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2 Feb 2024

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Tripling Nuclear Energy May Not Be Enough

Tripling current output of nuclear power, as recommended in a declaration at COP28 in Dubai, intuitively sounds like a worthy and aggressive goal. However, if there's an expectation that the global economy will continue to grow between now and 2050, it becomes apparent that humanity is striving to reach an ever-moving goal.

The global economy is currently running at about $100 trillion annually. If global GDP growth averages a modest 2.5% annually then the economy will be about $185 trillion in 2050. (Projecting current global population growth of 0.9% annually with the average of GDP growth per capita since 1960 yields this 2.5% projection.)

Assuming no increase in energy-use efficiency, the projection then assumes 2.5% annual growth in world electricity consumption. This means consumption will almost double from 30,000TWh today to 56,000TWh by 2050.

Nuclear power generates 10% of the current 30,0000TWh consumed by the world annually. Tripling that 8,400TWh means it will provide only 15% of the 2050 total.

Coal provides 36% of today's energy (half of this coal is burned in China to produce 62% of that country's electricity), 23% of the world's electricity comes from natural gas, 15% from hydroelectric power, 6% from solar, 4% from wind, and 6% from other sustainable resources.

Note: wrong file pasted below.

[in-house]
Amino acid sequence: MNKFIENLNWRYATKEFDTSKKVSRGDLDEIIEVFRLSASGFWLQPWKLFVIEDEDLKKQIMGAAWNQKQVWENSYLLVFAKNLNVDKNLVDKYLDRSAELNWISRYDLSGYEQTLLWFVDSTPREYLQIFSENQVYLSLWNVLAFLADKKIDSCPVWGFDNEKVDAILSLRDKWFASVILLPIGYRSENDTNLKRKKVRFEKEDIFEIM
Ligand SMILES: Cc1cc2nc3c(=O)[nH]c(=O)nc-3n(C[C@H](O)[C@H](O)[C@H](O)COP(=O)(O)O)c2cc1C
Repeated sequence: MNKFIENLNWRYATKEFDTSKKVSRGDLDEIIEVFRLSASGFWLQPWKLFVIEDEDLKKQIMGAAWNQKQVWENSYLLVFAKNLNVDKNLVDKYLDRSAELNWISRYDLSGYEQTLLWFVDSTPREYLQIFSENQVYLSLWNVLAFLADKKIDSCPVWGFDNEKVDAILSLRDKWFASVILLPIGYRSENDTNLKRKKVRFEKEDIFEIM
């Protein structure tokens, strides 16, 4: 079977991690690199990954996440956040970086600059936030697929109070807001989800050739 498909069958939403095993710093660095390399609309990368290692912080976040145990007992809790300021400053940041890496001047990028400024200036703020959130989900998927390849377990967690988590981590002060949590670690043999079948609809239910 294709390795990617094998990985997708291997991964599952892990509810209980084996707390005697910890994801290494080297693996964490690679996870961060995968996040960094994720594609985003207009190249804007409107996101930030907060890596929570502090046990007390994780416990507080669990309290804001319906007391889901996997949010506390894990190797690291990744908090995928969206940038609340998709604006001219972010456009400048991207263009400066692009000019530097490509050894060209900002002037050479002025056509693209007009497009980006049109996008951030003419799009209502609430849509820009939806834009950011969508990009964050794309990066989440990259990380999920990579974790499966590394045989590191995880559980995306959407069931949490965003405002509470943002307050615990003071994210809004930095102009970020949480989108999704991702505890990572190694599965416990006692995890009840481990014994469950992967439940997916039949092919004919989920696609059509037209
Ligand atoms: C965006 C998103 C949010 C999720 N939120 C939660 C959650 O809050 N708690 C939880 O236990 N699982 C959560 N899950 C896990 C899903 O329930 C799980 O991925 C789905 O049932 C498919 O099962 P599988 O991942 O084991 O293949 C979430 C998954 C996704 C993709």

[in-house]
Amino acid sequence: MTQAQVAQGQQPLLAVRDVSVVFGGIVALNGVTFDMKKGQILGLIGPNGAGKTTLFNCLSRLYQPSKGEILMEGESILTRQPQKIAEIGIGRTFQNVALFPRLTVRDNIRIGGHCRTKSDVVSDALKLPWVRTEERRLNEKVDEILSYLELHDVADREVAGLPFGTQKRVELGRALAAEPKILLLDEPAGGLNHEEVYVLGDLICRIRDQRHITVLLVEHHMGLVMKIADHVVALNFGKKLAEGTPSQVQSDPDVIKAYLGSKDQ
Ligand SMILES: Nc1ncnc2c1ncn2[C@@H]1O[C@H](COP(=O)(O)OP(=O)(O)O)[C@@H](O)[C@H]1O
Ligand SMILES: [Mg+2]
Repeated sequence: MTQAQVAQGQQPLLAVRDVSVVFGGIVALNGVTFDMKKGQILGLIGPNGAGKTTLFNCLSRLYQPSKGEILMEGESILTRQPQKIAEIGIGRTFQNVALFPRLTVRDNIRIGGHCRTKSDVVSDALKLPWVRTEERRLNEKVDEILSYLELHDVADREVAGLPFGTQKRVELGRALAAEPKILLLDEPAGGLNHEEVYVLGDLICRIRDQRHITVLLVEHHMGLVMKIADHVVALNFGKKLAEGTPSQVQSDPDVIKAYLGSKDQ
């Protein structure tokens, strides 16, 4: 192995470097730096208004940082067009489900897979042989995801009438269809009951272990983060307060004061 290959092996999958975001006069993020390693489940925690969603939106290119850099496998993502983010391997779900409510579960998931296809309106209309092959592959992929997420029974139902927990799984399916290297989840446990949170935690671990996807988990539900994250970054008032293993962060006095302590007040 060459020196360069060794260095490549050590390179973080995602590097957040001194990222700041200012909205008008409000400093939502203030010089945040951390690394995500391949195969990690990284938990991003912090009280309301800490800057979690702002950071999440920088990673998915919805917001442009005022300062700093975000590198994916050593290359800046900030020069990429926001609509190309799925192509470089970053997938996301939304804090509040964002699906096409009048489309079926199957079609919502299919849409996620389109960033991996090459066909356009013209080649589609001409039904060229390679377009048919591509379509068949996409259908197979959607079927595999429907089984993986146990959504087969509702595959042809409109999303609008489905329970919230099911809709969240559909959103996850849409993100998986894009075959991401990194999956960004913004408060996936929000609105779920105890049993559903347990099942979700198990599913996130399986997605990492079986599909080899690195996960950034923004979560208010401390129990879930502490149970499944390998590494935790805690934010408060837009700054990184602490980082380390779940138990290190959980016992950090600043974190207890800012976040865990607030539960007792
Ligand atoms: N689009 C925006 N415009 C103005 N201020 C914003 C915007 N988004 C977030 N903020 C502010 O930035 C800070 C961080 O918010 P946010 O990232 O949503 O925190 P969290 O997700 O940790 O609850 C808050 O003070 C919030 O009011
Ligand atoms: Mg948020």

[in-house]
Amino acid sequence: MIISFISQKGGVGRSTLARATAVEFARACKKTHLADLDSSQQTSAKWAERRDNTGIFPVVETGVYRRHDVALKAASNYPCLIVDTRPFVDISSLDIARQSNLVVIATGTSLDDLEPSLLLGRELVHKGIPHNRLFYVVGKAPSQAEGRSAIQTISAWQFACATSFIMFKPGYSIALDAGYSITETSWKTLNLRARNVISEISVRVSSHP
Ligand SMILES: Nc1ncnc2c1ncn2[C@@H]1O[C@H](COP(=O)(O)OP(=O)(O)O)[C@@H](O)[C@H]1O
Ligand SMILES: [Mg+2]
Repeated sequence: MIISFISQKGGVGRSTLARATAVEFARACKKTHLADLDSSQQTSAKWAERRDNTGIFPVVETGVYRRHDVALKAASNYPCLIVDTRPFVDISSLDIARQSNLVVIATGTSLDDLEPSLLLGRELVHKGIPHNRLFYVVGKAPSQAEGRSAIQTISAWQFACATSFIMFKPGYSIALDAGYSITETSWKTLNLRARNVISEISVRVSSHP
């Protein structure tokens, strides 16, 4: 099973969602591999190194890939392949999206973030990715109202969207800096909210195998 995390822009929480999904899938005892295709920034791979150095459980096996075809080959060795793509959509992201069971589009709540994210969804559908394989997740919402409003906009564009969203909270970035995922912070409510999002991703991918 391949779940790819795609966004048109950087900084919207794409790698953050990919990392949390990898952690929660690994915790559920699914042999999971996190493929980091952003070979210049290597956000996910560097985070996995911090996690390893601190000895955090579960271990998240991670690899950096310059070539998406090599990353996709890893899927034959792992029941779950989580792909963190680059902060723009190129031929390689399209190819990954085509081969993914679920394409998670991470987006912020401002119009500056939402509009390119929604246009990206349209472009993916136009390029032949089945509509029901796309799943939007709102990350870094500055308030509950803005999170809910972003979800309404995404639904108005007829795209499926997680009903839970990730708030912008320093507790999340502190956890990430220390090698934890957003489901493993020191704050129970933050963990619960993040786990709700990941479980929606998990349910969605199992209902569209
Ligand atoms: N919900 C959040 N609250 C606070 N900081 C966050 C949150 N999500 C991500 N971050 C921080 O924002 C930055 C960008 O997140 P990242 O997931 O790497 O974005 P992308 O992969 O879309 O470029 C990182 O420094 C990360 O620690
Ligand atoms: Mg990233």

It Just Gets More Difficult

Here's where things get very difficult. Assume optimistically that coal usage drops to zero by 2050 and natural gas to 10% of total electricity production (this would represent an overall drop of only 13% over the 26 years).

If nuclear energy has tripled, to provide 15% of 2050 consumption, and natural gas supplies another 10%, that leaves 75% of the load to renewable energy – or 42,000TwH, about 40% more than the world's total electricity consumption today.

So, the combined use of solar, wind, hydroelectric, geothermal, biomass – and emerging ideas of hydrogen – would have to rise 500% between now and 2050, to close that gap. The enormity of this challenge suddenly appears terrifying. The cost would be at least $8 trillion, but the physical and political challenges of building the thousands of required new hydro plants, solar fields and wind farms are greater than the financial challenge.

For example, one megawatt of solar power generation requires 6 to 8 acres. Creating even 1,000 gigawatts (1 million megawatts) requires 6 to 8 million acres (on the order of 9,000 to 13,000 square miles or 24,000 to 32,000 square kilometers). Current wind-turbine towers produce a megawatt or so – so imagine one million new towers in the world to produce that 1,000 gigawatts. And we're looking for 3,800 gigawatts.

How Much?
The questions are therefore, how much renewable and sustainable (ie, nuclear) energy can, should, and will be built? Is the COP28 nuclear declaration too timid? What is a realistic estimated range for emissions levels in 2050? Will electricity-grid development skew toward developing nations in the next 26 years, or will the world economic picture then look very similar to the picture today?

And where are humans really going with emissions reduction and the consequent, expected climate-change abatement?

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